Project learning can inspire the best of high-performance teamwork, or it can be devolve into unfocused chaos. How can we support each other to keep our eye on the prize? Share your project ideas, questions, and implementation experiences.

Observations on PBL Projects

Bill Kuhl

Expanding on and reviewing what I had posted on Edutopia FB, I see that a good project would be one that everyone has some success and then the chance to creative. The foam plate glider (FPG-9) worked well for me in those apsects. Projects that are too fragile require too much time from the instructor repairing which I have found with some of my balsa wood model airplane classes.

It is ideal if you have enough tools for everyone or there is minimal sharing. If students try to jump ahead too far in projects they mess things up and they need help re-doing. You can try to explain everything ahead of time, but many will not listen.

Projects with large classes and not enough help could be disasters I would think. The costs for materials for large groups could quickly get out of hand also.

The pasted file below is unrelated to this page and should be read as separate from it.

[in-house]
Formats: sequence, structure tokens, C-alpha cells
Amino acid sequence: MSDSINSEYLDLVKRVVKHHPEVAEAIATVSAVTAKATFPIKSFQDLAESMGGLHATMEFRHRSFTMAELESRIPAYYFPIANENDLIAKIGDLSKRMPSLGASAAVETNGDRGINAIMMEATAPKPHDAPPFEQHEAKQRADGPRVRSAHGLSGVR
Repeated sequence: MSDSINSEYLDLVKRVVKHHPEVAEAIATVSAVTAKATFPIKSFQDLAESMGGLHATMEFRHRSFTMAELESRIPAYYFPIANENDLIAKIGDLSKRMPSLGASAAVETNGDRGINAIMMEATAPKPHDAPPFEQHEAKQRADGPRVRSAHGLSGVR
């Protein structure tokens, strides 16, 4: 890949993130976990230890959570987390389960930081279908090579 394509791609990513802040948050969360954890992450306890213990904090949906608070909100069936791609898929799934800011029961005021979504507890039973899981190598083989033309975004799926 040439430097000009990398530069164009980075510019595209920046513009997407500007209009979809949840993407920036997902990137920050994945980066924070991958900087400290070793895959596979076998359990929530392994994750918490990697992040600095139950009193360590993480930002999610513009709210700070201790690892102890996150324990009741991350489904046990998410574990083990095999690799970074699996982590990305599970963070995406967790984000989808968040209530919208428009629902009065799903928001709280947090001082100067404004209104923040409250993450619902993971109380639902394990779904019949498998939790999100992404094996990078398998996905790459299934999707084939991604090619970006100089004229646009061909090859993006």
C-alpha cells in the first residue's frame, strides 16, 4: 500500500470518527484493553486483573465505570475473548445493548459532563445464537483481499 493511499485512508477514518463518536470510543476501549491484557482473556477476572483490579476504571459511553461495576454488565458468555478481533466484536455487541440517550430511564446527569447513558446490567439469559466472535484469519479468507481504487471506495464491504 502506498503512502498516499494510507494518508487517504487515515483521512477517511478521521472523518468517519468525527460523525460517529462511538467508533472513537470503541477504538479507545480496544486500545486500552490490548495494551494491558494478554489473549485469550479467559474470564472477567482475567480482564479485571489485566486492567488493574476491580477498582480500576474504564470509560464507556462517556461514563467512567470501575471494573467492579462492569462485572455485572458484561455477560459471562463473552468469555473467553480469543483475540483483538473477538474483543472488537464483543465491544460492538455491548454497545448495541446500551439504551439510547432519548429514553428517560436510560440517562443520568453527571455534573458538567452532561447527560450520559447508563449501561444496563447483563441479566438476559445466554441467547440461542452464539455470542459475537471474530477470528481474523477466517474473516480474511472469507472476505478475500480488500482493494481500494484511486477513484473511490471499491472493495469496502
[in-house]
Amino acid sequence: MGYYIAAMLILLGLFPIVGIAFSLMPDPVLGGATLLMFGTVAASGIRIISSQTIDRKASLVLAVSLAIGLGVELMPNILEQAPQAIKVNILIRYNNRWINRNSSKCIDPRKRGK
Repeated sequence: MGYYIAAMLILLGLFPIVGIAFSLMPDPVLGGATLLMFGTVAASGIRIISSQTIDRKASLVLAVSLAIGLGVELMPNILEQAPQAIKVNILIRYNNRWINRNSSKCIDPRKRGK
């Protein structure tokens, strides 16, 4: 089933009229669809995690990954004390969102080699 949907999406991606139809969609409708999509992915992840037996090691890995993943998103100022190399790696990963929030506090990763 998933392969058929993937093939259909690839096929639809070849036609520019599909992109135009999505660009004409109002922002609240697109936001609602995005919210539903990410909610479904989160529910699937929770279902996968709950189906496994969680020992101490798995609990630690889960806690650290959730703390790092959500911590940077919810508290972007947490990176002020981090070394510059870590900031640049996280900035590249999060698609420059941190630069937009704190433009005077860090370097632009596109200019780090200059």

Do not assume anything is too simple, everyone comes into some classes with different backgrounds. I found kids that had so much trouble tying a basic knot. I have heard of engineering students that have never soldered and have trouble trying to build a robot in college.

Just some of my opinios, would like to hear others.

Bill Kuhl

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Sheri What Age Groups?

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Hi Sheri, interesting comments. It does seem that students remember the projects more later in life and not the tests they had taken. Just looked at your profile for age groups and it showed kindergarten, that wasn't the age group you used PBL with?

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